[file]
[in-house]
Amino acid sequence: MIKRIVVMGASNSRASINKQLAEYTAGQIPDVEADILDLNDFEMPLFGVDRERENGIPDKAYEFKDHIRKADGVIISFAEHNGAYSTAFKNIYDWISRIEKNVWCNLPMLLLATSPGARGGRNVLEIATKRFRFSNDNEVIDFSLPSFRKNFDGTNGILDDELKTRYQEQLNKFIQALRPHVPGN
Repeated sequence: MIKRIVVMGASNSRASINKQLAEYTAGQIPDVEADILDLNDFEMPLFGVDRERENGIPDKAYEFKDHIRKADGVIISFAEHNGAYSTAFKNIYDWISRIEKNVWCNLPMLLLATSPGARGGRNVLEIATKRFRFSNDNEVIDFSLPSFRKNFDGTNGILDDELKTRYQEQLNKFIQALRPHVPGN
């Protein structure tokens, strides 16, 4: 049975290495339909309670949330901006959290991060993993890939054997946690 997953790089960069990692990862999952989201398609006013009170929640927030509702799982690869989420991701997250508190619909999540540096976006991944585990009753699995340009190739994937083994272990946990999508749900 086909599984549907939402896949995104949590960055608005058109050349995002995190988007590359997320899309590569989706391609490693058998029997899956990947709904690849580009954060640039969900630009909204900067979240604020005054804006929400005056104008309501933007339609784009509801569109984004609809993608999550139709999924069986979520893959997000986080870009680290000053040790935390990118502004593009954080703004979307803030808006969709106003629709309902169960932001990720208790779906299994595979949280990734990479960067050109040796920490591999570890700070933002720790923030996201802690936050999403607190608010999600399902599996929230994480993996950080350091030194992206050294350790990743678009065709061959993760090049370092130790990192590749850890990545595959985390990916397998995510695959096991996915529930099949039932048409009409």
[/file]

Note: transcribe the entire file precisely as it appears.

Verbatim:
[in-house]
Amino acid sequence: MIKRIVVMGASNSRASINKQLAEYTAGQIPDVEADILDLNDFEMPLFGVDRERENGIPDKAYEFKDHIRKADGVIISFAEHNGAYSTAFKNIYDWISRIEKNVWCNLPMLLLATSPGARGGRNVLEIATKRFRFSNDNEVIDFSLPSFRKNFDGTNGILDDELKTRYQEQLNKFIQALRPHVPGN
Repeated sequence: MIKRIVVMGASNSRASINKQLAEYTAGQIPDVEADILDLNDFEMPLFGVDRERENGIPDKAYEFKDHIRKADGVIISFAEHNGAYSTAFKNIYDWISRIEKNVWCNLPMLLLATSPGARGGRNVLEIATKRFRFSNDNEVIDFSLPSFRKNFDGTNGILDDELKTRYQEQLNKFIQALRPHVPGN
């Protein structure tokens, strides 16, 4: 049975290495339909309670949330901006959290991060993993890939054997946690 997953790089960069990692990862999952989201398609006013009170929640927030509702799982690869989420991701997250508190619909999540540096976006991944585990009753699995340009190739994937083994272990946990999508749900 086909599984549907939402896949995104949590960055608005058109050349995002995190988007590359997320899309590569989706391609490693058998029997899956990947709904690849580009954060640039969900630009909204900067979240604020005054804006929400005056104008309501933007339609784009509801569109984004609809993608999550139709999924069986979520893959997000986080870009680290000053040790935390990118502004593009954080703004979307803030808006969709106003629709309902169960932001990720208790779906299994595979949280990734990479960067050109040796920490591999570890700070933002720790923030996201802690936050999403607190608010999600399902599996929230994480993996950080350091030194992206050294350790990743678009065709061959993760090049370092130790990192590749850890990545595959985390990916397998995510695959096991996915529930099949039932048409009409």